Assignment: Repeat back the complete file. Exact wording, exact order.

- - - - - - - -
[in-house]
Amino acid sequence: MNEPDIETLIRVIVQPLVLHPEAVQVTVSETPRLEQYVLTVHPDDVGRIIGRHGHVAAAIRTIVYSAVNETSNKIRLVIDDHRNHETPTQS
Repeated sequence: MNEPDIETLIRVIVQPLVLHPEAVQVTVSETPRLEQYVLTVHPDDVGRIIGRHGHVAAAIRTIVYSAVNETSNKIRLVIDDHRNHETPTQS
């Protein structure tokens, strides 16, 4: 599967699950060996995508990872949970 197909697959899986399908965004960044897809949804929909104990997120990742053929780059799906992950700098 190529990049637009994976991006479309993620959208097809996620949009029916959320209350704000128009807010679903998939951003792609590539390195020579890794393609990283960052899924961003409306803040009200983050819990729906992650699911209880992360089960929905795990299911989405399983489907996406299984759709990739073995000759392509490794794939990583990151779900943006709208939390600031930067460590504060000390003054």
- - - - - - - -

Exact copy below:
[in-house]
Amino acid sequence: MNEPDIETLIRVIVQPLVLHPEAVQVTVSETPRLEQYVLTVHPDDVGRIIGRHGHVAAAIRTIVYSAVNETSNKIRLVIDDHRNHETPTQS
Repeated sequence: MNEPDIETLIRVIVQPLVLHPEAVQVTVSETPRLEQYVLTVHPDDVGRIIGRHGHVAAAIRTIVYSAVNETSNKIRLVIDDHRNHETPTQS
């Protein structure tokens, strides 16, 4: 599967699950060996995508990872949970 197909697959899986399908965004960044897809949804929909104990997120990742053929780059799906992950700098 190529990049637009994976991006479309993620959208097809996620949009029916959320209350704000128009807010679903998939951003792609590539390195020579890794393609990283960052899924961003409306803040009200983050819990729906992650699911209880992360089960929905795990299911989405399983489907996406299984759709990739073995000759392509490794794939990583990151779900943006709208939390600031930067460590504060000390003054």